How to Trade on an Exchange

This post will examine the way a price is formed on an exchange, and also show you how to trade on an exchange, whether you are trading stocks, options, or bitcoins.

What is an exchange?  An exchange is an organized market where things are traded. An exchange is a bit different from an informal market because an exchange provides a venue, standard rules, and becomes the host that participants can trust. In an informal market, traders must rely on the credit worthiness of each other in order enforce agreements. An exchange provides a middleman function that facilitates trade. The venue (whether its physical or digital) provides a place where traders can go to view prices and volume, and get information on the underlying market. Standard rules means that traders don’t have to negotiate specifics each time they make a transaction on an exchange, they can simply rely on the exchange’s standard rules, this promotes fungibility of the underlying things being traded.

Exchanges make money by charging fees to users. This usually comes in the form of a fee per transaction, but can also come in the form of a fee for the right to participate or to provide brokerage services (historically referred to seats). Exchanges do not get involved as principals or agents. The principals to each transaction are the proprietary traders and the agents are the brokers working for their clients. This way, the exchange does not take positions, and so does not take any market risk. Sometimes, a clearinghouse is used by an exchange in order to store the credit risk of market participants. A clearinghouse provides another layer of security to market participants, and especially in markets with leverage such as futures/options, a clearinghouse reduces credit risk and allows participants to trade anonymously, which further facilitates trade.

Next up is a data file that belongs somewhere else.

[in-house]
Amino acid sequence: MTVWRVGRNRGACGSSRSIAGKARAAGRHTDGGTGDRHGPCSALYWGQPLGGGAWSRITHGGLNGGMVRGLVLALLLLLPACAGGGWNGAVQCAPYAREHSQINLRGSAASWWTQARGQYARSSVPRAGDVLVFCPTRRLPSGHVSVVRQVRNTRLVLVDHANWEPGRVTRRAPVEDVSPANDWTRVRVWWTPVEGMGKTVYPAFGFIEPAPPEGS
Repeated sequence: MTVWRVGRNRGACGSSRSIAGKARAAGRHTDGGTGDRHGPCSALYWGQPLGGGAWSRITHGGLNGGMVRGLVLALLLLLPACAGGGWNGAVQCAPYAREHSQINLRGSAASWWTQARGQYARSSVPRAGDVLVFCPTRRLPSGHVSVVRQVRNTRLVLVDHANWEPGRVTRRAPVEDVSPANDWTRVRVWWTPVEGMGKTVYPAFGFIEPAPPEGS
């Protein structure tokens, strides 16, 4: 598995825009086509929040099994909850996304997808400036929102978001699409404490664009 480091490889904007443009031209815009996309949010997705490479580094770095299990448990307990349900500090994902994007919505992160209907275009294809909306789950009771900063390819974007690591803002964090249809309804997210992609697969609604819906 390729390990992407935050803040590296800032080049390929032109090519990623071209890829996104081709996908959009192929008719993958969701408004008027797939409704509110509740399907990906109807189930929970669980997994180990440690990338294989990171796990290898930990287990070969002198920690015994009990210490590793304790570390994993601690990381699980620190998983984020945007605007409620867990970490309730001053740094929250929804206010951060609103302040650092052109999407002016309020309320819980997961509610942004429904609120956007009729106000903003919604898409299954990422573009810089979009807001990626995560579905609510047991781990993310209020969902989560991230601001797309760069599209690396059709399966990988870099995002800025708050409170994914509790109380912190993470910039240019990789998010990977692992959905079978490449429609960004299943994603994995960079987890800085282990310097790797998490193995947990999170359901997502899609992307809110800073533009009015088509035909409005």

So you have some basic understanding of free market economics, and you want to get involved, where do you begin? One of the greatest strengths of our modern world is that anyone with access to a computer and an internet connection can get involved in trading on exchanges. With the advent of crypto currencies, there are very low barriers to entry. If you want to trade stocks on recognized exchanges such as NYSE and Euronext, you will need to hold an account with a registered broker in your jurisdiction. This can be difficult if you live outside of a rich country, but anyone can open an account on a crypto currency exchange such as Bitfinex, Poloniex, and Deribit.

Once you have decided which exchange you want to trade on and what your trading strategy might be (write it down or e-mail it to yourself), you will need to open an account and make a deposit to the exchange. In the case of a crypto currency exchange, all that you’ll need to disclose about yourself is a username/e-mail/password. Your account may be restricted in some ways (maybe deposit/withdrawal limits) unless you disclose more information, but an anonymous account is a possible way to start. Once your account is opened, you will need to make a deposit. You’ll need to navigate the process the exchanges provides to you.